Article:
Bill Durch
5/15/2009
Icynene foam insulation is becoming more common in Texas homes. It is applied directly to the underside of the roof deck between the rafters and the attic is sealed from the exterior, no ventilation at all. My question is regarding composition asphalt shingles over Icynene. I've always been of the understanding that composition shingles need air flow under the deck to prevent the shingles from deteriorating too fast. If the insultaion was batt a 1 inch air gap is required between the roof deck and fiberglass. Should this not be the same for icynene? Thank you.
Todd Miller
Isaiah Industries, Inc.
5/15/2009
I think to a large degree the jury is still out on this one. Non-vented attics do not meet many building codes but they are good building science. I am not sure whether such practices affect the warranty on asphalt shingles.
Guest User
3/15/2010
I am an architect in Huntsville Alabama. Today I started researching non-vented attics. What information I have found says you have to buy the right kind of shingle. Not any shingle will do due to the higher temperatures occuring in the shingle of a non-vented attic.
Eric Novotny
An informed customer is the Best Customer!
3/16/2010
I am aware of no special asphalt shingle for un-vented attics. Better yet, don't put asphalt on your roof in the first place. Shingle temperatures on an un-vented attic are usually only +3-5 degrees warmer than their vented counterparts. Most shingle cooling occurs to outside air. More important to shingle cooling is pitch of the roof rather than attic ventilation.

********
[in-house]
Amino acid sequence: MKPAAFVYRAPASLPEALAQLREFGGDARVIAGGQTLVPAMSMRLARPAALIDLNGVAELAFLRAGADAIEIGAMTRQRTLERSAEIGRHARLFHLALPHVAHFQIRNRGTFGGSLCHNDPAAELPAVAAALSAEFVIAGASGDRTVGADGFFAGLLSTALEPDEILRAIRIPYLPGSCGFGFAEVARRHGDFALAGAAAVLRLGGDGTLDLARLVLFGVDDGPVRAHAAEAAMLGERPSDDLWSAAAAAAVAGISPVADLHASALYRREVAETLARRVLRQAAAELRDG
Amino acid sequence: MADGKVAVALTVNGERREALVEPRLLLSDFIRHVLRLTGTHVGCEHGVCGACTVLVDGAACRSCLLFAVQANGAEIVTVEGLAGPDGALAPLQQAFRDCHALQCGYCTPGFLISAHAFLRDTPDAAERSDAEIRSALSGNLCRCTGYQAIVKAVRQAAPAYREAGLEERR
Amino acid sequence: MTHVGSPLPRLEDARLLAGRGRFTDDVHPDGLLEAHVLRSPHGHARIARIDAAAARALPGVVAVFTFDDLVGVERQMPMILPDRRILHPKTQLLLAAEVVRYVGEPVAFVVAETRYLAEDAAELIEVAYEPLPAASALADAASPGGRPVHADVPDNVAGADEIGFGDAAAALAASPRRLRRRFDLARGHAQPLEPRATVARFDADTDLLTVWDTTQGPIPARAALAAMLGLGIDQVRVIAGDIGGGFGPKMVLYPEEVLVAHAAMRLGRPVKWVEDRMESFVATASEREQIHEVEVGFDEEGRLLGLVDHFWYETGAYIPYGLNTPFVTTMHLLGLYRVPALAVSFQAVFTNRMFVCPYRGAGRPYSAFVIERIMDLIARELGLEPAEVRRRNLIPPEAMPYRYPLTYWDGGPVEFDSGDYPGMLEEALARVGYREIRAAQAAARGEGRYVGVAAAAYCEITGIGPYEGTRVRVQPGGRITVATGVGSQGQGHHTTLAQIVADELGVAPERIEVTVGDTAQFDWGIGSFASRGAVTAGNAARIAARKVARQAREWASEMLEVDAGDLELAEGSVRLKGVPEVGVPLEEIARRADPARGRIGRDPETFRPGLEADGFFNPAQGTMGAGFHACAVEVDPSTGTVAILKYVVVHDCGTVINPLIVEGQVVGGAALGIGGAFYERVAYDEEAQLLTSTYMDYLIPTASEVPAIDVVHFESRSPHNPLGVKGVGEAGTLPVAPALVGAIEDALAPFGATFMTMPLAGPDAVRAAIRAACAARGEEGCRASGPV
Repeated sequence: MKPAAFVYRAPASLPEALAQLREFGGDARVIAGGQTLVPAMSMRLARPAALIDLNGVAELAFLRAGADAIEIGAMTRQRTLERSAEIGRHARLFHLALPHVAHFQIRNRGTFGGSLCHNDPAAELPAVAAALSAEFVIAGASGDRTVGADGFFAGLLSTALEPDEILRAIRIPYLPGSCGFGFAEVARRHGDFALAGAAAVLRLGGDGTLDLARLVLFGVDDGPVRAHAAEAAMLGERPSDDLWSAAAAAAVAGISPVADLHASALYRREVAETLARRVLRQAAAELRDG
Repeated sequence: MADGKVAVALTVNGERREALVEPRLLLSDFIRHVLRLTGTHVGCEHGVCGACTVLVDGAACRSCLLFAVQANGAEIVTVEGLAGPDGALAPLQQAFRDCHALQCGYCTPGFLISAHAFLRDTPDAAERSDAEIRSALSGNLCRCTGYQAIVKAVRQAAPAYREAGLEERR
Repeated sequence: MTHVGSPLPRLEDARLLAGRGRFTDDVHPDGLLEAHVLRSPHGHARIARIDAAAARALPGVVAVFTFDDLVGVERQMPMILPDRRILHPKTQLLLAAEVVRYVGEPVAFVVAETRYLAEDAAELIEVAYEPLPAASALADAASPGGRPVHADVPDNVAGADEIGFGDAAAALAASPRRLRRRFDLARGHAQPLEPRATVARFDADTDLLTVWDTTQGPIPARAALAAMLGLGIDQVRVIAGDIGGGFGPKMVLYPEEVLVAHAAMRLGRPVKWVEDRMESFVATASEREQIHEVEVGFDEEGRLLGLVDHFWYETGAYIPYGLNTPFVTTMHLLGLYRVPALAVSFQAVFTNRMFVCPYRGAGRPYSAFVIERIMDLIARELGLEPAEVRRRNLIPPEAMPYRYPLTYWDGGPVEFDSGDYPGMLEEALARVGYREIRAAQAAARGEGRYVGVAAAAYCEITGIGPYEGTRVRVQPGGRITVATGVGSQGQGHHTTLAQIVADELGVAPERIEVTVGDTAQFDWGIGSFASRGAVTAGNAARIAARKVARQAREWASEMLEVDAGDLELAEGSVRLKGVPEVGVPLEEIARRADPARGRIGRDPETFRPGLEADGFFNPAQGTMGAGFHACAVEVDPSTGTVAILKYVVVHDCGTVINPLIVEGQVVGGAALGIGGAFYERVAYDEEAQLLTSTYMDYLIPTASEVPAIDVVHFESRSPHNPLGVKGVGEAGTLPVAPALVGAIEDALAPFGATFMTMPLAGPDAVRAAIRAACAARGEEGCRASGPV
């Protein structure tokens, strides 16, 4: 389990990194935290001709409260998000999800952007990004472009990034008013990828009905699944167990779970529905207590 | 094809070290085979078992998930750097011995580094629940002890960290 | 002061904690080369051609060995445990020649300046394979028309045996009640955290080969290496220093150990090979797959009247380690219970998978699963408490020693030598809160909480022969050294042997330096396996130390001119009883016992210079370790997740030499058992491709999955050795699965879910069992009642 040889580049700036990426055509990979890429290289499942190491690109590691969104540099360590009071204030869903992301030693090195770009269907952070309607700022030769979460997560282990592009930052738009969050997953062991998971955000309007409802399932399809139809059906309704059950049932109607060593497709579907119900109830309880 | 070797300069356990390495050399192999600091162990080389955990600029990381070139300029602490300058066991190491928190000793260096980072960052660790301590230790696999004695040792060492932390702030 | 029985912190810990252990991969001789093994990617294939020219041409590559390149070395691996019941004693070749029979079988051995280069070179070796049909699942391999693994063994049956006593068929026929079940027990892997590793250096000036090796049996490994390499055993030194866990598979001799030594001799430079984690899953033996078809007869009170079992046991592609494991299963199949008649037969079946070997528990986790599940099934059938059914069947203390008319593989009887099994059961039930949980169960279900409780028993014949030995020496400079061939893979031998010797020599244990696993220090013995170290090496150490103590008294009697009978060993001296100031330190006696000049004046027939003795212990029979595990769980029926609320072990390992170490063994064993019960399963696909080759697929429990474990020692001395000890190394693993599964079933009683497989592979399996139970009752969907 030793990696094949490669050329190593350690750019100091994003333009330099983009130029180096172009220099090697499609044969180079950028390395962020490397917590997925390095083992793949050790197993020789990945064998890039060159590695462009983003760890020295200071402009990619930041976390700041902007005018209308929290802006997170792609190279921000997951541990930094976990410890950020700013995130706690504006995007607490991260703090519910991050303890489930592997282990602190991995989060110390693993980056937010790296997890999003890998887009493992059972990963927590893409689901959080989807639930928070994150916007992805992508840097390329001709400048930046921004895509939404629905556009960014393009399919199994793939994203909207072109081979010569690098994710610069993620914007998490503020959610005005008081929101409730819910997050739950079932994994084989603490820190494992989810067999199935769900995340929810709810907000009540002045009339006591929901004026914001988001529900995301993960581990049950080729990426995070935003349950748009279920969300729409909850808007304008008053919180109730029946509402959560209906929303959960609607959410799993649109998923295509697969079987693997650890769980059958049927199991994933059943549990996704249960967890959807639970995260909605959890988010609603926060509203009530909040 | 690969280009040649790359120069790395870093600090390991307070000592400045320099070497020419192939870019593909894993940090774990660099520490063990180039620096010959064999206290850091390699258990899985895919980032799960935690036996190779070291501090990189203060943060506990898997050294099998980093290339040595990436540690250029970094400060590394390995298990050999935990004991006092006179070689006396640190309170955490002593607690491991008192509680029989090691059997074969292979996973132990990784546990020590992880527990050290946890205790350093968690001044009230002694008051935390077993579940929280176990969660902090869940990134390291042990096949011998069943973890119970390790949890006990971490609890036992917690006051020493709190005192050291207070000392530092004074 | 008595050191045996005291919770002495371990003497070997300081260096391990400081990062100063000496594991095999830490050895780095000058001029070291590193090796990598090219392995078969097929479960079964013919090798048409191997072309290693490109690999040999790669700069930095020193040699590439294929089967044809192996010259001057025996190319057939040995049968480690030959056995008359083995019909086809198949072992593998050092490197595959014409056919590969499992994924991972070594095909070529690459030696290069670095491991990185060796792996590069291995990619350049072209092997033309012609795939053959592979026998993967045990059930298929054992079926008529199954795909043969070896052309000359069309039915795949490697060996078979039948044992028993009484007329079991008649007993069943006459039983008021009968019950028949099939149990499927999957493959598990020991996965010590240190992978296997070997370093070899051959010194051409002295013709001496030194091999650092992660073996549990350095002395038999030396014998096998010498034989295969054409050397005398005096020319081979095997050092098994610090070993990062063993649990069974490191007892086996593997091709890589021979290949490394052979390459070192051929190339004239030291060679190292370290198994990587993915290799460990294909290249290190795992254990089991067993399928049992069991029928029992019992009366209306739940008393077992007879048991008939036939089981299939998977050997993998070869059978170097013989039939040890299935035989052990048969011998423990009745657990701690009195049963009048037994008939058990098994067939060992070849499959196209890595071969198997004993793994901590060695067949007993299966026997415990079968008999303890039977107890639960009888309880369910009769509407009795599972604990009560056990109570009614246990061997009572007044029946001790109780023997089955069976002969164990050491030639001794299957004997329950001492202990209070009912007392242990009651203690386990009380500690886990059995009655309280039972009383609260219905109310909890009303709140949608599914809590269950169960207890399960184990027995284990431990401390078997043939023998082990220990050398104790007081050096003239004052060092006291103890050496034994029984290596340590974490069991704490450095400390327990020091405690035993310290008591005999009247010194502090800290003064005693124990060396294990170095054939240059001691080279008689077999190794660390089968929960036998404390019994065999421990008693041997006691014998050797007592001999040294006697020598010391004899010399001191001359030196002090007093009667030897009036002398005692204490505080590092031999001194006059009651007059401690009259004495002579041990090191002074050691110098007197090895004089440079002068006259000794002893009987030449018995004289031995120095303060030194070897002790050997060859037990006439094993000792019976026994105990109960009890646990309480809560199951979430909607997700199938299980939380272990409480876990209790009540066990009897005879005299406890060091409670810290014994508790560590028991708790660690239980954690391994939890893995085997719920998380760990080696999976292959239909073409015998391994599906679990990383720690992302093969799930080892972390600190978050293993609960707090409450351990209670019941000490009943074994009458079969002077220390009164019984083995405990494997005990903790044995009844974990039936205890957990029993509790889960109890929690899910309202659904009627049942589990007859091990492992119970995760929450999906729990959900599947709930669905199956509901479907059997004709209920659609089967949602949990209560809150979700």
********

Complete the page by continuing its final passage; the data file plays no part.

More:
Guest User
4/7/2010
Can you please give me your source of the 3 to 5 degree of increased temperature for shingles in a non vented attic? I'm researching this for someone buying a 60 year old house in south FL. & it's really difficult for me to believe that a good flow of air under the roof deck does not reduce the shingle temperature more than that. Thanks
Eric Novotny
An informed customer is the Best Customer!
4/7/2010
http://docs.google.com/viewer?a=v&q=cache:DybZ74IWM0YJ:www.buildingscience.com/documents/reports/rr-9701-measurement-of-attic-temperatures-and-cooling-energy-use-in-vented-and-sealed-attics-in-las-vegas-nevada+Measurement+of+Attic+Temperatures+and+Cooling+Energy+Use+in+Vented+and+Sealed+Attics+in+Las+Vegas,+Nevada&hl=en&gl=us&pid=bl&srcid=ADGEESjC1TJNiA_2Nbyx_ZQCVbTSWQ9PtlswjZtgeHfgKtlGITrWm7MRONpUB7F7NmujWcdOoFkw2OMK1u5WumfEl8gafvyGMtZLYCkz8wGQNsVnO5LV6XYIIQ1sH4-lBu9uW6eRggRj&sig=AHIEtbSjA0PWFq_AiJwF_DnScodDHQa7dA
Eric Novotny
An informed customer is the Best Customer!
4/7/2010
www.buildingscience.com
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